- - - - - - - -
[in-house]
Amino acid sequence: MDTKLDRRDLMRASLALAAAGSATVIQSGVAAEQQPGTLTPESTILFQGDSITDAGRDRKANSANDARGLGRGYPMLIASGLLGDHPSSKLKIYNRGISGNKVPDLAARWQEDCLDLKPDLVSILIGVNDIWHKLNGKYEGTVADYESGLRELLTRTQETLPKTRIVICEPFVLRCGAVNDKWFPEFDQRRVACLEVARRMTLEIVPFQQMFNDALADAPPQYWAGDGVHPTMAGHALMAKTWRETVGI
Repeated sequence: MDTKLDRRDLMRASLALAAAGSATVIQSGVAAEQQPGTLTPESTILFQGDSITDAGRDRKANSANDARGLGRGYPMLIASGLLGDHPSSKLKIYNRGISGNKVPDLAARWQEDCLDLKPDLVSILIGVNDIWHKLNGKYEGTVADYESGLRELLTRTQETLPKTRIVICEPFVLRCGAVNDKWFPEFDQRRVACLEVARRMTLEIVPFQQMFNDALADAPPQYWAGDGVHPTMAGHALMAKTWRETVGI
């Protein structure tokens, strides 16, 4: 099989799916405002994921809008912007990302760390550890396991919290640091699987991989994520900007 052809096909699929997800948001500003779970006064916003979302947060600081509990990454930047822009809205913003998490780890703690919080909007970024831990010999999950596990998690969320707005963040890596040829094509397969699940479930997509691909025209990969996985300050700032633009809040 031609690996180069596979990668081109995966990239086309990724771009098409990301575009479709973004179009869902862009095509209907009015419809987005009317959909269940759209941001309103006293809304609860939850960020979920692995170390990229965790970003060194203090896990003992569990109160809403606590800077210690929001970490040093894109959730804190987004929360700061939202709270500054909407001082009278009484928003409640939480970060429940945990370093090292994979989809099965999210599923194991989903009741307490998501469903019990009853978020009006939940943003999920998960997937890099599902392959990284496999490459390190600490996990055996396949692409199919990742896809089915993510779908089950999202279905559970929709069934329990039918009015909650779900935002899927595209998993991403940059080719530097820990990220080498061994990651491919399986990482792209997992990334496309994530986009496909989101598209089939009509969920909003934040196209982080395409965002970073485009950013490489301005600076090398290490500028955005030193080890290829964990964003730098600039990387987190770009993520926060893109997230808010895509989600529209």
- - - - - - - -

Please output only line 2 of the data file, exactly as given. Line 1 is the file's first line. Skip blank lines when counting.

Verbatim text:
Amino acid sequence: MDTKLDRRDLMRASLALAAAGSATVIQSGVAAEQQPGTLTPESTILFQGDSITDAGRDRKANSANDARGLGRGYPMLIASGLLGDHPSSKLKIYNRGISGNKVPDLAARWQEDCLDLKPDLVSILIGVNDIWHKLNGKYEGTVADYESGLRELLTRTQETLPKTRIVICEPFVLRCGAVNDKWFPEFDQRRVACLEVARRMTLEIVPFQQMFNDALADAPPQYWAGDGVHPTMAGHALMAKTWRETVGI